Monday, 31 January 2011

T 206/08 - Unexplored Fields

One of the more delicate questions for patent drafters is how many examples have to be disclosed in order for the invention to be sufficiently disclosed. Obviously, this depends on the breadth of the claimed subject-matter and on the relevant skilled person. In the mechanical realm, very often one exemplary embodiment will be enough, but in the field of chemistry more than that may be required.

The present appeal is from the decision of the Opposition Division (OD) to revoke the opposed patent.

Claim 1 of the main request before the Board (which was also the first auxiliary request before the OD) read:
1. A detergent composition comprising a protease and from 0.00018% to 0.06% pure enzyme by weight of total composition of:
(a) α-amylase characterized by having a specific activity at least 25% higher than the specific activity of Termamyl® at a temperature range of 25°C to 55°C and at a pH value in the range of 8 to 10, measured by the Phadebas® α-amylase activity assay comprising diluting said α- amylase in 50 mM Britton-Robinson buffer, adding 1 ml of this α-amylase solution to 5 ml 50 mM Britton-Robinson buffer containing one Phadebas® tablet suspended therein and measuring the absorbance at 620 nm after 10 or 15 minutes of incubation (testing time) in the range of 0.2 to 2.0 absorbance units; and/or;
(b) α-amylase according (a) comprising the amino sequence shown in SEQ ID No. 1 or an α-amylase being at least 80% identical with the amino acid sequence shown in SEQ ID No.1 and/or;
(c) α-amylase according (a) comprising the amino sequence shown in SEQ ID No.2 or an α-amylase being at least 80% identical with the amino acid sequence shown in SEQ ID No.2 and/or;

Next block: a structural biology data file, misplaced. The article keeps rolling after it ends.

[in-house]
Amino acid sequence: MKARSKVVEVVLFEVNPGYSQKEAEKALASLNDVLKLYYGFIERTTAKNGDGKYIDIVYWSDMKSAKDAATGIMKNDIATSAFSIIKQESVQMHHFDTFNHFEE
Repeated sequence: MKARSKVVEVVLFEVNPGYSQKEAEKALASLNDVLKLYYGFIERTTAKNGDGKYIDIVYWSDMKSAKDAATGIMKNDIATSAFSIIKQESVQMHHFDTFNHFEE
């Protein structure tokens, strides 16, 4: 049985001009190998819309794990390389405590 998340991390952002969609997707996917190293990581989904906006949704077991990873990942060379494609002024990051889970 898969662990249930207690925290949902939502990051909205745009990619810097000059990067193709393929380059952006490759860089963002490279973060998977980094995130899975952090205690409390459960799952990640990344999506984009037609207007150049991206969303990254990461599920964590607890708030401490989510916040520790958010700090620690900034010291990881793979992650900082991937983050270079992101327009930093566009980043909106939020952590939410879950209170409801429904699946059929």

(d) α-amylase according (a) comprising the following amino sequence in the N-terminal: His-His-Asn-Gly-Thr-Asn-Gly-Thr-Met-Met-Gln- Tyr-Phe-Glu-Trp-Tyr-Leu-Pro-Asn-Asp (SEQ ID No.3) or an α-amylase being at least 80% identical with the amino acid sequence shown (SEQ ID No.3) in the N-terminal and/or;
(e) α-amylase according (a-d) wherein the α- amylase is obtained from an alkalophilic Bacillus species and/or
(f) α-amylase according to (e) wherein the amylase is obtained from any of the strains NCIB 12289, NCIB 12512, NCIB 12513 and DSM 935 and/or;
(h) Variant of a parent α-amylase, which parent α- amylase (i) has one of the amino acid sequences shown in SEQ ID No. 1 , ID No.2 or ID No.4 respectively, or (ii) displays at least 80% identity with one or more of said amino acid sequences, in which variants: (i) at least one amino acid residue of said parent α-amylase has been deleted; and/or (ii) at least one amino acid residue of said parent α-amylase has been replaced by a different amino acid residue; and/or (iii) at least one amino acid residue has been inserted relative to said parent α-amylase; said variant having an α-amylase activity and exhibiting at least one of the following properties relative to said parent α-amylase: increased thermostability, increased stability towards oxidation, reduced Ca ion dependency, increased stability and/or a-amylolytic activity at neutral to relatively high pH values, increased a-amylolytic activity at relatively high temperature and increase or decrease of the isoelectric point (pI) so as to better match the pI value for α-amylase variant to the pH of the medium.